Department of Mathematical Sciences

Working with Mongolia to deliver impact for data science, health and policy

Fri Dec 16 14:37:00 GMT 2016

In November, a group of staff and students representing the Department of Mathematical Sciences, the EPSRC Centre for Doctoral Training in Statistical Applied Mathematics (SAMBa), the Institute of Policy Research (IPR) and the Institute for Mathematical Innovation (IMI) travelled to Ulaanbaatar, Mongolia for a 5-day International Research Collaboration Initiative.

The visitors delivered a short course on using data science and statistics in research and explored potential research collaborations with academics and policy makers in Ulaanbaatar.

mongolia-studentsThe data science course was led by Professor Gavin Shaddick, co-director of SAMBa and deputy Director of IMI and delivered by four SAMBa students, Aoibheann Brady, Robbie Peck, Adwaye Rambojun, and Matthew Thomas, along with Gavin and Dr Daniel Simpson, from Mathematical Sciences. 130 people attended the course for three days, learning techniques in using the R statistical package and even running some analysis on data they brought with them. Robbie has written a blog about his experience.

As well as the data course, there ran a series of workshops and meetings with governmental departments and think tanks. This part of the initiative grew out of a long-standing relationship that Professor Andreas Kyprianou has with Mongolia and the National University of Mongolia. Alongside Andreas, Gavin and Dan, participants from Bath were Professor Julie Barnett from the Department of Psychology and the IPR, Professor Paul Milewski from Mathematical Sciences, and Dr Susie Douglas from SAMBa.

Workshops were held in the areas of air pollution, mining, epidemiology and public health, and ecology. These were attended by researchers from across the National University of Mongolia and the Mongolian Institute of Science and Technology including the departments of Mathematics, Ecology, Biology, Chemistry, Engineering and Economics, as well as people from Government agencies, industry, and think tanks.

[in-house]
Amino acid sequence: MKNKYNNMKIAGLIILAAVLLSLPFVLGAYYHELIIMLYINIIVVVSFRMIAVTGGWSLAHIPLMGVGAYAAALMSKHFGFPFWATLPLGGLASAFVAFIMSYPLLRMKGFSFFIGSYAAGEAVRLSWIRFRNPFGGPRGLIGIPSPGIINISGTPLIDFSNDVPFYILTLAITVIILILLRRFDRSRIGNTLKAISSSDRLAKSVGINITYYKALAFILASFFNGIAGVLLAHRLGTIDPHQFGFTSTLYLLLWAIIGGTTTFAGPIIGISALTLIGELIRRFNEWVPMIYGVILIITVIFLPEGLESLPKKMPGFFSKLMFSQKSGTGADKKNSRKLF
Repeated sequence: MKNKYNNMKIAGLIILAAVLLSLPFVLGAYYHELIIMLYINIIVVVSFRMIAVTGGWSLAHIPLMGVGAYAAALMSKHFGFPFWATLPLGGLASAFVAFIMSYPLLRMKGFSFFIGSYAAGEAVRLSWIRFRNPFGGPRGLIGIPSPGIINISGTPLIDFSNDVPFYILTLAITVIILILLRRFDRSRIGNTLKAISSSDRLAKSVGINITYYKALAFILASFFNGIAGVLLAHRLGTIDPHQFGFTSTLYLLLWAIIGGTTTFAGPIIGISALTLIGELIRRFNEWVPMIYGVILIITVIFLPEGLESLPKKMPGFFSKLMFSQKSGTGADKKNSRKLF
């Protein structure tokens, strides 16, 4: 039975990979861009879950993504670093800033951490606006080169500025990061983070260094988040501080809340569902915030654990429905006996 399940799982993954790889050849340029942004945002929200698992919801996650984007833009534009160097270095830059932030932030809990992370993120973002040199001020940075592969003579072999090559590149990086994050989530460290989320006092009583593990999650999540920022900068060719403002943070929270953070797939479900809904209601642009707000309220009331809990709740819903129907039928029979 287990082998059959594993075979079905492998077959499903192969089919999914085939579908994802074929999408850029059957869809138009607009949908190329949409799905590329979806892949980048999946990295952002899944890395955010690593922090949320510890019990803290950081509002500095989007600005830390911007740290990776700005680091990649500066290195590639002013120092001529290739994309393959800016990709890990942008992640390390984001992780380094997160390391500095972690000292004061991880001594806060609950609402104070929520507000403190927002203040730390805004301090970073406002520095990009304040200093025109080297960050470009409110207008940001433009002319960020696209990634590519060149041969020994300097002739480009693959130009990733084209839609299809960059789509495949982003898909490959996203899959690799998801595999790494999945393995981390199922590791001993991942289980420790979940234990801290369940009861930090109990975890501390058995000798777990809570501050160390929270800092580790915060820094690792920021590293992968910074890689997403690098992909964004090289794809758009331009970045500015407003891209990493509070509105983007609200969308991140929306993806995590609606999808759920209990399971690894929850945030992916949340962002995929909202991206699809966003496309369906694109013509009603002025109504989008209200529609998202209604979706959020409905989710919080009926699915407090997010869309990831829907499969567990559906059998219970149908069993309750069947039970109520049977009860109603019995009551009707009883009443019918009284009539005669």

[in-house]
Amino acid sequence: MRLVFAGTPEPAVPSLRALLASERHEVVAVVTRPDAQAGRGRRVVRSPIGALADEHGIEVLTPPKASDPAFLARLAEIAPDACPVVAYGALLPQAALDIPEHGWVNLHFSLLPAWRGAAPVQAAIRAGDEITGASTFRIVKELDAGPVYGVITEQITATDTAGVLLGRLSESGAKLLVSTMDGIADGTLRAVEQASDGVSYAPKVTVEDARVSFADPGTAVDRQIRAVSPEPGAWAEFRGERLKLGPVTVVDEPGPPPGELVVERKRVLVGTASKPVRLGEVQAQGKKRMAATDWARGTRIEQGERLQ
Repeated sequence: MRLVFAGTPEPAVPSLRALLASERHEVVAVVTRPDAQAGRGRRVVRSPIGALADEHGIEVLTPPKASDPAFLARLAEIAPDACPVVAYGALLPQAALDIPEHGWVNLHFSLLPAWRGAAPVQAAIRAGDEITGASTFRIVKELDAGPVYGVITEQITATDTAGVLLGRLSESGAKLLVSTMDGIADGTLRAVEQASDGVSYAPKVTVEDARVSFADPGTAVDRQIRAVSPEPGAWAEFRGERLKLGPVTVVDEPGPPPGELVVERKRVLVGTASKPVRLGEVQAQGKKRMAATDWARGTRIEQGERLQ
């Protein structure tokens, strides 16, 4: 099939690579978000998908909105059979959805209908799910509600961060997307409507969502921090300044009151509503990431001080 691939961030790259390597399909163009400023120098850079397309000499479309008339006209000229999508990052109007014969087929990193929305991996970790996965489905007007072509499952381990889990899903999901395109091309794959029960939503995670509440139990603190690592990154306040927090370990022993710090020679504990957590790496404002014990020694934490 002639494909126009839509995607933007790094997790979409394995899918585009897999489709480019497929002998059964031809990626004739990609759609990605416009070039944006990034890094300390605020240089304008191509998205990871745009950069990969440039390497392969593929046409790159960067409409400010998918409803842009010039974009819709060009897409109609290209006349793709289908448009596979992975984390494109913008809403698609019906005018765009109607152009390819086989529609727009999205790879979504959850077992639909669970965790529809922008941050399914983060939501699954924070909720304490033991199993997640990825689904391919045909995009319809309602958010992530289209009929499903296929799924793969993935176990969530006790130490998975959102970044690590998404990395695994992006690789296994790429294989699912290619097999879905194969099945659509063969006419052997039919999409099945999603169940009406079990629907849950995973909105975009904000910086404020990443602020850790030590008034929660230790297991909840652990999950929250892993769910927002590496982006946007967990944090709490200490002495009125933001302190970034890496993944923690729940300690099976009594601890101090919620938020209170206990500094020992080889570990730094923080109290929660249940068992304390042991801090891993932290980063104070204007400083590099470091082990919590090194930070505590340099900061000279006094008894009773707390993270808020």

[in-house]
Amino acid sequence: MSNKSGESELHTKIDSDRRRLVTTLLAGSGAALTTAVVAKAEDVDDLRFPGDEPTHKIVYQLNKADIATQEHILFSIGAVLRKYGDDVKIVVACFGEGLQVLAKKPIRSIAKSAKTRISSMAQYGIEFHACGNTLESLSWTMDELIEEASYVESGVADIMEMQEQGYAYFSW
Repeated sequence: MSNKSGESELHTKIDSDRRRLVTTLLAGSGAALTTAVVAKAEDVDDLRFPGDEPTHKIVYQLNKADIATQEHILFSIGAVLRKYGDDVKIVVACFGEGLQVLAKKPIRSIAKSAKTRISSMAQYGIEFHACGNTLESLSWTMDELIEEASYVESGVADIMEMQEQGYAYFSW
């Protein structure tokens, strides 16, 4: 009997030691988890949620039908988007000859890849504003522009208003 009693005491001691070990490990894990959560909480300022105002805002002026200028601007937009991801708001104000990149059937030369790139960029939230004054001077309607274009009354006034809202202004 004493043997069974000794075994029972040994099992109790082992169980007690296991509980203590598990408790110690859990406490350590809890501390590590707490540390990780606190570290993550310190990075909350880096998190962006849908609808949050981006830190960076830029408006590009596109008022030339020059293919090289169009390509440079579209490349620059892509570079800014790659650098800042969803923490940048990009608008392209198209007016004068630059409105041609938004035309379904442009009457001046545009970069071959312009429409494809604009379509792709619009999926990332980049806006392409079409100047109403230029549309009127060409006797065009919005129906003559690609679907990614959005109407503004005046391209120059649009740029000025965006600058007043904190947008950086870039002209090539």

There were also a number of visits by the group from Bath to Government departments and public offices such as the Ministry for Health, Institute of Economics, Institute of Education, National Centre for Communicable Diseases, and Institute for National Strategy.

Air pollution

The recurring theme through all of these discussions was the problem of air pollution in Mongolia and its effect on health. Mongolia, and Ulaanbaatar in particular, is one of the places that suffers the most from very high levels of ambient air pollution.

During the meetings, the full spectrum of the issue of air pollution was discussed, from data to decisions to development. Collaborations are already underway to explore all of these areas and it is hoped that the early discussions will very soon lead to real change for people living in Ulaanbaatar.

Julie Barnett, Professor of Health Psychology said: “This visit was a fantastic opportunity to work alongside the Maths Department to explore challenges to both science and policy in Mongolia. This visit represented interdisciplinary collaboration at its best, where each discipline recognises the value of others. 

“The welcome, support and appetite to collaborate from our Mongolian colleagues was outstanding.”

Professor Otgonbayar Uuye, from the Institute of Mathematics at the National University of Mongolia, said: “I see the visit as the beginning of a long and fruitful collaboration between Mongolian academic and governmental institutions and the University of Bath.

“The course on statistics was hugely successful, and it is my sincere belief that it will have lasting impact in terms of improved research outcome.

“The collaboration that is building around air pollution is also very exciting. Air pollution is a pressing issue that seriously affects more than a million people in Ulaanbaatar alone. The planned full chain analysis of air pollution will be invaluable to all parties involved, including decision makers and the public.”